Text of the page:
Proposed K-12 Cuts Could Hit Charter, Private Schools
Programs on block have broad footprint
Private and charter schools were considered the big winners in President Donald Trump’s fiscal 2018 budget blueprint, which seeks new money to expand student options, while slashing other K-12 spending. The problem for some schools of choice? Private and charter schools would be squeezed by the proposed cuts, just like regular public schools.
The Trump administration’s budget blueprint would include $1.4 billion in new money for school choice, including additional funds for charters, but it would get rid of Title II, the $2.3 billion main federal program for improving teacher quality, and the 21st Century Community Learning Centers program, a $1.1 billion program that helps finance after-school and extended-day programs.
Private and charter schools and students receive funding, or at least services, from both programs, explained Sheara Krvaric, a lawyer with the Federal Education Group, a law firm that specializes in K-12 programs.
Some states treat charter schools or networks of charters as separate districts. That means, if they qualify for federal grants, such as Title I for disadvantaged students, Title II, career and technical education money, or others, they get it, under the same set of rules as those for traditional public schools.
The share of Title II dollars going to charters isn’t trivial. In California, for example, it’s about 10 percent of funding, or an estimated $23 million of the state’s roughly $234 million in Title II funding.
And the cuts could sting.
In the District of Columbia, for instance, Eagle Academy, a charter school, gets roughly $82,000 in Title II funding. The school serves about 900 children between two campuses, most of them in poverty, and allocates its Title II dollars to help teachers use technology in the classroom and better understand their students’ social and emotional needs.
“If this was taken away from us, that would hurt,” said Joe Smith, the school’s chief financial officer. And he doesn’t think the new funding for charters would necessarily make up for it. “I don’t know what the new money is for. But I know what Title II is for. It’s for any school that serves poor children, to help their students.”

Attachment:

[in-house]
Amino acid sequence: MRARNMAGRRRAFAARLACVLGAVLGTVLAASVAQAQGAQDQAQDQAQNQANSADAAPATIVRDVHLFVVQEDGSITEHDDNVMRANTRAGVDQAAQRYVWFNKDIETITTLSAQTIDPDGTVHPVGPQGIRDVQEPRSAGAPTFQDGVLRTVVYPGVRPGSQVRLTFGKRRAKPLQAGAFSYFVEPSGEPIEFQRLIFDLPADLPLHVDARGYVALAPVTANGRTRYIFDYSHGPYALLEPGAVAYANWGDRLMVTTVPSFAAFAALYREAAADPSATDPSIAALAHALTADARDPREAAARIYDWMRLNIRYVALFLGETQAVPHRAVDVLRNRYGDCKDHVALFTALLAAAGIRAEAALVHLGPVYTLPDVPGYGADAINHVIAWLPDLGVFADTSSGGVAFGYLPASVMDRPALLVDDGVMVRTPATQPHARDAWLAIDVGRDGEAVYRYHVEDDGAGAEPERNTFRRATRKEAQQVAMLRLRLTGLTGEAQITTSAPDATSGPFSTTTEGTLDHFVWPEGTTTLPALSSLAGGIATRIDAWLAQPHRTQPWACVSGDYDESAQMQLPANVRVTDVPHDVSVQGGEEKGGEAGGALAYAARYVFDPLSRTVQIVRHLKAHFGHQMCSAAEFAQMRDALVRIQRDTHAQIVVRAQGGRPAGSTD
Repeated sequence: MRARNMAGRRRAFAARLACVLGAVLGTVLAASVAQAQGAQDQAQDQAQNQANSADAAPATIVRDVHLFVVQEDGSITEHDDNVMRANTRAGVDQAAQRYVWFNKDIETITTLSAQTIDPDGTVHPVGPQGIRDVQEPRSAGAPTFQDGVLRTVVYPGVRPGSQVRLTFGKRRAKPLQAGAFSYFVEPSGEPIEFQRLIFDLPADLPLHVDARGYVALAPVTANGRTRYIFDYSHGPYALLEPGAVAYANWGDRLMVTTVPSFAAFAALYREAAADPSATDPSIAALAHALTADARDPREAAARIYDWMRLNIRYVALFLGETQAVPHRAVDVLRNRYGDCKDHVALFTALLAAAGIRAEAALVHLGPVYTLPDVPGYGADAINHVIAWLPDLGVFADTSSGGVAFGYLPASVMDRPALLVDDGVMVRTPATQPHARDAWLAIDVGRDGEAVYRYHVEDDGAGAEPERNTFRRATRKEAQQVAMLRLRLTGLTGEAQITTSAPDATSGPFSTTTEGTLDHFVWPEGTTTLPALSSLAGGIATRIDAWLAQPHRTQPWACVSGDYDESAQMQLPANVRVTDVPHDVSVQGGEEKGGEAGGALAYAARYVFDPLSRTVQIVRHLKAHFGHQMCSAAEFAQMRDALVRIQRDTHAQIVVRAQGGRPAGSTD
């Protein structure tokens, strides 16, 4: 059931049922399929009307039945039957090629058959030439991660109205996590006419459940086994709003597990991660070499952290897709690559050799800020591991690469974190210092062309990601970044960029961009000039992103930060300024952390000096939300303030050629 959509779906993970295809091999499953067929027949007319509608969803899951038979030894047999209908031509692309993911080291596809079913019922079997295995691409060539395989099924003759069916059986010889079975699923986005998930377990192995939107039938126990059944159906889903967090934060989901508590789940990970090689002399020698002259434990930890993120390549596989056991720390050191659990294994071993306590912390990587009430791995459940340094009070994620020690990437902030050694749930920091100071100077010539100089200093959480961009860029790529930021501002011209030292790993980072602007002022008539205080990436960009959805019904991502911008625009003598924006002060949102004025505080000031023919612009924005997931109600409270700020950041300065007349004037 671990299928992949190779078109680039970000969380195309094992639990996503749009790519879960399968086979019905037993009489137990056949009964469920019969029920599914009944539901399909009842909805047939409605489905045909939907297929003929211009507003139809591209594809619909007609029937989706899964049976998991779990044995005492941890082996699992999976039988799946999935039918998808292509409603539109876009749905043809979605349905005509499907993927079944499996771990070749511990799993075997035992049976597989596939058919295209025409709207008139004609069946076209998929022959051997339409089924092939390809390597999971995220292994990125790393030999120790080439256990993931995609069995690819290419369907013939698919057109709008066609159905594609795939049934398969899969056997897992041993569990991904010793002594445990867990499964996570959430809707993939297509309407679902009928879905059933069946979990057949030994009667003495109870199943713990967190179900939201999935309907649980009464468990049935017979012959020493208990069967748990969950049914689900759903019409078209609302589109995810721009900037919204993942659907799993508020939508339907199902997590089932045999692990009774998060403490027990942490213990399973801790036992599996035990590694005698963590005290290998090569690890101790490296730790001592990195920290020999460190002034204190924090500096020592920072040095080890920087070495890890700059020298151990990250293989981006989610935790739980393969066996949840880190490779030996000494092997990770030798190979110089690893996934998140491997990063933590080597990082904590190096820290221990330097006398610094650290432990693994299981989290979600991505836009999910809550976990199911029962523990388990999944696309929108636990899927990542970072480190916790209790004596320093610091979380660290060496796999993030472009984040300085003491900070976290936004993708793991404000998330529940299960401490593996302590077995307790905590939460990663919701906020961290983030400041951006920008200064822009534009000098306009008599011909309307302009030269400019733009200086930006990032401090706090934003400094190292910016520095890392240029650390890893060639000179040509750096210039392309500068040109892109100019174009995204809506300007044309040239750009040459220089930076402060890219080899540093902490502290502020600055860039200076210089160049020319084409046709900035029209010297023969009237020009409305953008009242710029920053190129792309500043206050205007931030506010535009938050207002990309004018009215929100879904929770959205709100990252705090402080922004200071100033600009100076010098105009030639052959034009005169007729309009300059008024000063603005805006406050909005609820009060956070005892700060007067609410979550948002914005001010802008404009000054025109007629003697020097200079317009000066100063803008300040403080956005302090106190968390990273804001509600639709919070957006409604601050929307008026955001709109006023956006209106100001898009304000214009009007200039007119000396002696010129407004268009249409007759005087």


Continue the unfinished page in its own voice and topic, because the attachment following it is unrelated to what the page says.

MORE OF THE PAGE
The cuts to the 21st Century Community Learning Centers program would also be tough for some charters to swallow. Thurgood Marshall Academy, another District of Columbia charter school aimed at preparing students for legal careers, receives about $285,000 from the program, or about 3 percent of its overall budget.
With that money, it offers a half-day summertime program to help students get acclimated to high school and pays teachers to stay after school. The academy also supports tutoring students and staffing the computer lab, along with helping students travel to local law firms for tutoring and mentoring.
And the school uses 21st Century funds to help pay for more than two dozen after-school clubs, from a chess club to a “green” club that gives students the chance to sell and grow fresh produce.
“It’s not peanuts. ... When I read through the budget, I was absolutely most concerned about the cut” to after-school, said Richard Pohlman, its executive director. “Those concerns were not addressed by the increase to charter schools.”
Private schools are supposed to be able to take advantage of districts’ Title II dollars, too. In Wisconsin, for example, home to a long-standing voucher program, nearly a quarter of the state’s roughly $25 million in Title II funding benefits private and religious schools, or about $5 million total, said Tony Evers, the state chief. Districts must consult with private schools about how they want the dollars used—they can’t just make the decision for them.
The cuts, particularly to Title II funding would hit private schools the same way they would hit public schools, said Joe McTighe, the executive director of the Council for American Private Education. “It would have a proportional impact on us,” McTighe said.
For her part, U.S. Secretary of Education Betsy DeVos said in a statement that the budget’s focus is on “investing in education programs that work, and maintaining our department’s focus on supporting states and school districts in providing an equal opportunity for a quality education to all students.”
And an Education Department official said the intent of the budget is to channel money to the programs that are of the highest value to students.
Vol. 36, Issue 27, Page 16Published in Print: April 5, 2017, as Proposed K-12 Cuts Could Also Hit Charter, Private Schools